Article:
Money Is Time — Not the Other Way Around
As you go through life, you can accumulate more money, and if you play it right, you can use that money to work less
In the hunter-gatherer phase of humanity, we exchanged our time for food. We spent hours, sometimes days, hunting or gathering food to survive.
When the agricultural revolution started around 10,000 BC, we no longer had to hunt for food. We used the land to harvest crops, domesticate animals, and develop food right where we lived.
We started spending less time acquiring food. Fast forward to the 21st century, where we can buy food in an instant online, which gets delivered to our front door.
We rarely spend time acquiring food nowadays. Instead, we use our time to acquire money, which we exchange for food.
But here’s the thing. We take that arrangement way too extreme. We exchange almost ALL our time for money. That doesn’t sound like a good deal to me.
If we have a demanding job, we work during the day and think about our work during our time off. We’re mentally taxed with work. And let’s face it, we mostly work to earn money so we can not only buy food, but also all kinds of other things.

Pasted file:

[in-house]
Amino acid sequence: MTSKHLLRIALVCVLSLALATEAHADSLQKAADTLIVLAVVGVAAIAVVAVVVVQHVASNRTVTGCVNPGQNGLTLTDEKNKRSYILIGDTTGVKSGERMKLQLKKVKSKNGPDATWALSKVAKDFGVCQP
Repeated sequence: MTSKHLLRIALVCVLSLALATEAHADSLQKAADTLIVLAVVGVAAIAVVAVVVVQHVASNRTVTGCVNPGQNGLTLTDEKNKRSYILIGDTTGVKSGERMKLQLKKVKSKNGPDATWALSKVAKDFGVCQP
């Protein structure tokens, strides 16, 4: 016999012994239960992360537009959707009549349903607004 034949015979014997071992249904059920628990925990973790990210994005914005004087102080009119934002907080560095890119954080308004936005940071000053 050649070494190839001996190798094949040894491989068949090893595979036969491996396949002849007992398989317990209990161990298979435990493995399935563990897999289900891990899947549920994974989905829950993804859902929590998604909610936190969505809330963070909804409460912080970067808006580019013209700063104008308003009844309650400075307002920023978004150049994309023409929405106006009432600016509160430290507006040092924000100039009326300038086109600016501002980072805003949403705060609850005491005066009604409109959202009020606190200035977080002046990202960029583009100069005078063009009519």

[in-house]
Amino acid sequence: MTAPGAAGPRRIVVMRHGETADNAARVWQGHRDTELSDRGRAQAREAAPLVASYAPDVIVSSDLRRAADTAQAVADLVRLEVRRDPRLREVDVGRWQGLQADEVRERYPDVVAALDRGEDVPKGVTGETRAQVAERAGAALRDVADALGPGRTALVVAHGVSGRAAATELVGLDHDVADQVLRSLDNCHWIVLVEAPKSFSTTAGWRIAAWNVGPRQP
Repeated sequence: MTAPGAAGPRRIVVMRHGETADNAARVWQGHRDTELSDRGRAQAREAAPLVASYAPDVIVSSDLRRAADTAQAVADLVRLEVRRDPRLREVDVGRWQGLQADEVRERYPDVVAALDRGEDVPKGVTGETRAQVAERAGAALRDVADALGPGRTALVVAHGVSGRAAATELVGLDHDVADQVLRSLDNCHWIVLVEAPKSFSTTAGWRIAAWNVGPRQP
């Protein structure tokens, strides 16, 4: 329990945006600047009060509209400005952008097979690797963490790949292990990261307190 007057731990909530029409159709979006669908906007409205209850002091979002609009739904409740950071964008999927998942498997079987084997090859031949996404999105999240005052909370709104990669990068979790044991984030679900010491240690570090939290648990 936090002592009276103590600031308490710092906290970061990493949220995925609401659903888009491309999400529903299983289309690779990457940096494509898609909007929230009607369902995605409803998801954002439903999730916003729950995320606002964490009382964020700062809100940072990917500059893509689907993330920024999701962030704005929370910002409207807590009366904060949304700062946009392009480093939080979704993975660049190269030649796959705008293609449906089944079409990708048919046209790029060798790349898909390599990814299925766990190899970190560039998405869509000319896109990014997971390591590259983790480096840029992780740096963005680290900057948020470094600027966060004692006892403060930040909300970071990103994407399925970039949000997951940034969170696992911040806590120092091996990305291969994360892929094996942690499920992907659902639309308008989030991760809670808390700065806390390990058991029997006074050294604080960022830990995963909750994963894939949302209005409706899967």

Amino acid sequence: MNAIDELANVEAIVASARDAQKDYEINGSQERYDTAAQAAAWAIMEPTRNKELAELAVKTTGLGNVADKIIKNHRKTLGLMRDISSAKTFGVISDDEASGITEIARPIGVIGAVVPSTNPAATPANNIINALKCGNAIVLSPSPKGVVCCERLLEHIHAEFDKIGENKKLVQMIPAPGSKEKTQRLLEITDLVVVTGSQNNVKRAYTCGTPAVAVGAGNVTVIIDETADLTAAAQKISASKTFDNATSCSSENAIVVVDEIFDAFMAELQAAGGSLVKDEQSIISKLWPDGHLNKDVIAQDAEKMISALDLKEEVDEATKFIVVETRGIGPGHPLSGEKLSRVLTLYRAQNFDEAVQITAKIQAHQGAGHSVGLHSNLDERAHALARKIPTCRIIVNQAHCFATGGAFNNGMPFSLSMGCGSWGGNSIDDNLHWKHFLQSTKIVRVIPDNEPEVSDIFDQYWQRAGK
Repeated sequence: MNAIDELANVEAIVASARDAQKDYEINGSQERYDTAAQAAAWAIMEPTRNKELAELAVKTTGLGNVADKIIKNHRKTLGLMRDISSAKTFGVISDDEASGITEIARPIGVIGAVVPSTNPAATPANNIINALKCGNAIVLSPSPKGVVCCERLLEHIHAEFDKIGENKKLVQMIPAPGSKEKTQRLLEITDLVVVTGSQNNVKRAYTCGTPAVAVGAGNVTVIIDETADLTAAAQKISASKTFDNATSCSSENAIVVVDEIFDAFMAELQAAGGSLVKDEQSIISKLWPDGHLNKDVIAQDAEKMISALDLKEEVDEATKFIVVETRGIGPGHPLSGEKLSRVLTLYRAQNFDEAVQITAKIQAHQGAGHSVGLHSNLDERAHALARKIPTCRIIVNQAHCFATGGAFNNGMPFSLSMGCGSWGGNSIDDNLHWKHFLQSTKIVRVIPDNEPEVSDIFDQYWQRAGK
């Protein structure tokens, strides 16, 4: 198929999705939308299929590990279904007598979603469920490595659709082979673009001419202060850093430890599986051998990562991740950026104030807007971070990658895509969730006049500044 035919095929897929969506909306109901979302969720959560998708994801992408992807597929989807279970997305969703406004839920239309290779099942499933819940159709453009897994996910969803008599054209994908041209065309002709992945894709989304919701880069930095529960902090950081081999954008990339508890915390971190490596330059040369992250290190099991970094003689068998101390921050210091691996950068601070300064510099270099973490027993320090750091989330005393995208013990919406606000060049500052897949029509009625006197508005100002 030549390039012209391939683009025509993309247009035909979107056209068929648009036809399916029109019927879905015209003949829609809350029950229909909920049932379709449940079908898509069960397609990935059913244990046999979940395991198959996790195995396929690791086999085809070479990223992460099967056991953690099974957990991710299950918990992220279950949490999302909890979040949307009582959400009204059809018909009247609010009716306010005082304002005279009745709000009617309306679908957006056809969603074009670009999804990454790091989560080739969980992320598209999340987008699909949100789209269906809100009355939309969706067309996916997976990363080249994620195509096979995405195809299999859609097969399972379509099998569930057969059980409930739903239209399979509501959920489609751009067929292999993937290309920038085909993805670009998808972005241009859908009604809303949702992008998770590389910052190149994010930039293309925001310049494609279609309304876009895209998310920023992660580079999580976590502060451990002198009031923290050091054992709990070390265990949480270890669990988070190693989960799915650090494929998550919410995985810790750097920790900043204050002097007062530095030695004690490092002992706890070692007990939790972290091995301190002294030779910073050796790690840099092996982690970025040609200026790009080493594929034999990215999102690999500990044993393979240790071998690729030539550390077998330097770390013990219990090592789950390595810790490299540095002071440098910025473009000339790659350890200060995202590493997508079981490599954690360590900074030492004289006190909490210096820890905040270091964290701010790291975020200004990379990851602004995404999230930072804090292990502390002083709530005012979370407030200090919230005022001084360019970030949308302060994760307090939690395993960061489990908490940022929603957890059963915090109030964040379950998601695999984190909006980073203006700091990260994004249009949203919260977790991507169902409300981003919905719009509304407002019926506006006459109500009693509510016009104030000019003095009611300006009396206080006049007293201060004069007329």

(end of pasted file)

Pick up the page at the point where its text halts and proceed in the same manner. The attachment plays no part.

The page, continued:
Start buying back your time
Here’s the point of this article. You and I spend a lot of time earning money. And in our world, time is money. To a degree, this is a good arrangement because we don’t have to hunt for food.
But since we’re spending our hard-earned money on all kinds of other things, we get trapped. We need to keep working to pay the bills. But there’s a different way to live. The famous investor Joel Greenblatt said it best:
“While to many “time is money,” it’s probably more universal to say that “money is time.” After all, time is the currency of everyone’s life. When it’s spent, the game is over. One of the great benefits of having money is the ability to pursue those great accomplishments that require the gifts of being and…